Laws have been used since ancient times to maintain order over otherwise unruly and chaotic realms. Here are 9 facts about laws, lawyers, wills and crime:
1. Wigs and Fun
Judges and lawyers in Britain have been wearing wigs for at least 300 years. Originally the wigs were made of human hair: today, however, they are made of horsehair. Barristers also wear gowns in courts. Junior barristers wear gowns of alpaca wool; senior barristers, known formally as the Queen’s Counsel, are more commonly called ‘silks’ because their gowns are made of silk. The gown of every barrister has a small pouch sewn into the left shoulder – a reminder of the time when barristers were not allowed to solicit fees, and instead solicitors would simply slip golden guineas into the pouch.
2. ‘Let The Body Be Brought….’
Habeas Corpus, the law which in Britain, the USA and many other English-speaking countries guarantees that nobody can be held in prison without trial, was passed because of a wild party. The party was held in 1621 at the London home of a notoriously rowdy lady called Alice Robinson. When a constable called to complain about the noise, Alice allegedly swore at him so violently that he arrested her, and a local Justice of the Peace committed her to the Clerkenwell House of Correction.
When Alice was finally brought to the trial at the Old Bailey, her story of her treatment in prison caused an outcry. She had been put on a punishment diet of black bread and water, forced to sleep on the bare earth, stripped and given 50 lashes: treatment that was barbaric even by the harsh standards of the time. What made it worse was that she was pregnant.
Public anger was so great that she was acquitted, the constable who had arrested her without a warrant was sent to Newgate Prison, and the JP was severely reprimanded. In addition, her case, along with other similar cases, led directly to the passing of the Habeas Corpus Act in 1679. The Act is still on the statute books today and a version of it is still used in the USA. Indeed, the founders of the USA regarded the law as such an important guarantee of liberty that Article 1 of the US Constitution declares that it shall not be suspended except in cases of ‘rebellion or invasion’.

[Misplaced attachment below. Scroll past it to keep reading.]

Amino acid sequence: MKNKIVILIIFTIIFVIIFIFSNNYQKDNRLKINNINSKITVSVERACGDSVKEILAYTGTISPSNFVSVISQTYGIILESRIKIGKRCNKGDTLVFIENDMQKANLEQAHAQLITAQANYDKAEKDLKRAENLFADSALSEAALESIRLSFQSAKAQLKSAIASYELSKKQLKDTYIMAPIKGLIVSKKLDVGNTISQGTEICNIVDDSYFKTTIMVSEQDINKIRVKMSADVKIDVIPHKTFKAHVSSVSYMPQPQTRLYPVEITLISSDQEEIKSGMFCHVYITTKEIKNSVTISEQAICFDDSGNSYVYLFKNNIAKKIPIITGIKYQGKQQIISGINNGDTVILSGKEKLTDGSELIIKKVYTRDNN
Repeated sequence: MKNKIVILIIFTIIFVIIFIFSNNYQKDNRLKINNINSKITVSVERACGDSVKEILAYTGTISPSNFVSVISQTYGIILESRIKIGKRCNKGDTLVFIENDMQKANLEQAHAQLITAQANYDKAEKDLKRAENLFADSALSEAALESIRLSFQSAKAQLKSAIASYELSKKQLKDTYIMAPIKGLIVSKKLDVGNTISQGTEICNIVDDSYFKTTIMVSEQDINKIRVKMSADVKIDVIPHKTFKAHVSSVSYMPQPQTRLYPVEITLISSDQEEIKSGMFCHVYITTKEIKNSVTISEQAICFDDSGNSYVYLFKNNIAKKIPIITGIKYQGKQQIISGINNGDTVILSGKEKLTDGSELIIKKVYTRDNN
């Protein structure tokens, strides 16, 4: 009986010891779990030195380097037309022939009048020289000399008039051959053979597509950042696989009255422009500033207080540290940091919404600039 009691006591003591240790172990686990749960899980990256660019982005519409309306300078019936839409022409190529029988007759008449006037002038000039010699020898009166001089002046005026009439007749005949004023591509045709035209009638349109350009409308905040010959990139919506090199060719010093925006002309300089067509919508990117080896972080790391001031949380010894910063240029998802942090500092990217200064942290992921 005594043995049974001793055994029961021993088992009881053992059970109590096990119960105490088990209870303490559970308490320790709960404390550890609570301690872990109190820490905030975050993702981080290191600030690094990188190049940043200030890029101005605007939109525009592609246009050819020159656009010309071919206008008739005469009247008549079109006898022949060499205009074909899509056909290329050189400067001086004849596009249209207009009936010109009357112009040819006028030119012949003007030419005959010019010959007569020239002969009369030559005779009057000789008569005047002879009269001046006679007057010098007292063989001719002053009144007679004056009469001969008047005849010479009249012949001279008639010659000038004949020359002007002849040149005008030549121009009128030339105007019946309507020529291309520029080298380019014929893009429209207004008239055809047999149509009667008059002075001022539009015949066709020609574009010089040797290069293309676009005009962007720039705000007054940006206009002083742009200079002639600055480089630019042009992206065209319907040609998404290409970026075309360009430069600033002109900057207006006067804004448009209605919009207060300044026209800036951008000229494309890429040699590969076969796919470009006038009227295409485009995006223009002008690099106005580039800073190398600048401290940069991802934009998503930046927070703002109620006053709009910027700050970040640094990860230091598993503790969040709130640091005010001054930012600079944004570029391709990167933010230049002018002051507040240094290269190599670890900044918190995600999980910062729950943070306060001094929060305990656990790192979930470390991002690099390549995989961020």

Habeas Corpus is part of a Latin phrase – “Habeas Corpus ad subjiciendum” – which means “Let the body be brought before the judge”. In effect, a writ of Habeas Corpus is an order in the name of the Sovereign to produce an imprisoned person in court at once.
3. Trial By Combat
The ancient medieval right of a man to challenge his accuser to personal combat remained vaild under British law exactly 200 years ago. It had been almost forgotten, until, in 1817, a man called Thornton was accused of murdering a woman named Mary Ashford. Thornton claimed the right to decide his guilt or innocence in battle with his accuser, the dead girl’s brother – and the law courts were forced to uphold his claim. Because Mary Ashford’s brother refused the challenge, Thornton got off scot-free. Parliament changed the law a year later.
4. Killer Tortoise
In July 1981, a tortoise was sentenced to death for murder. Tribal elders in the Eastern Kenyan village of Kyuasini formally condemned the tortoise because they suspected it of causing the deaths of six people, apparently through magic. However, because none of the frightened villagers was prepared to risk the tortoise’s wrath by carrying out the execution, it was chained to a tree instead. The tortoise was later freed after the government promised an official enquiry into the deaths.
5. Silent Witness
A slander case in Thailand was once settled by a witness who said nothing at all. The case, recounted in the memoirs of Justice Gerald Sparrow, a 20th century British barrister who served as a judge in Bangkok, involved two rival Chinese merchants: Swee Ho and Pu Lin.
Pu Lin had stated sneeringly at a party that Swee Ho’s new wife, Li Bua, was merely a decoration to show how rich her husband was. Swee Ho, he said, could no longer “please the ladies”.
Swee Ho sued Pu Lin for slander in the British consular court, claiming that Li Bua was his wife in every sense – and he won his case, along with substantial damages, without a word of evidence being taken. Swee Ho’s lawyer simply put the blushing Li Bua in the witness box. She had long, gold-painted fingernails and she was quite obviously pregnant.
6. Wayward Will
Charles Vance Millar, a Canadian lawyer and financie who died a bachelor in 1926, bequeathed the bulk of his fortune to whichever Toronto woman gave birth to the largest number of children in the ten years after his death. Four women eventually tied in the ‘Stork Derby’ that followed the publication of his will. Each had nine children, and they shared between them $750,000. A fifth woman who who had ten children was ruled out because five were illegitimate.
7. Short and Sweet
One of the world’s shortest wills was left by an Englishman named Mr. Dickens. It was contested in 1906, but upheld by the courts and read simply: “All for mother.”
A hen-pecked London publican who died at the end of the 19th century left his property to his wife – on condition that every year, on the anniversary of his death, she walked barefoot to the local market, held up a lighted candle and read out a full confession of her nagging ways. The theme of the confession was that if her tongue had been shorter, her husband’s days would probably have been longer. If she failed to keep the appointment, she was to receive no more than £20 a year – just enough to live on.
9. Swan Song
A long suffering parson in Ontario, Canada, left $3000 to his daughter on condition that she gave up singing.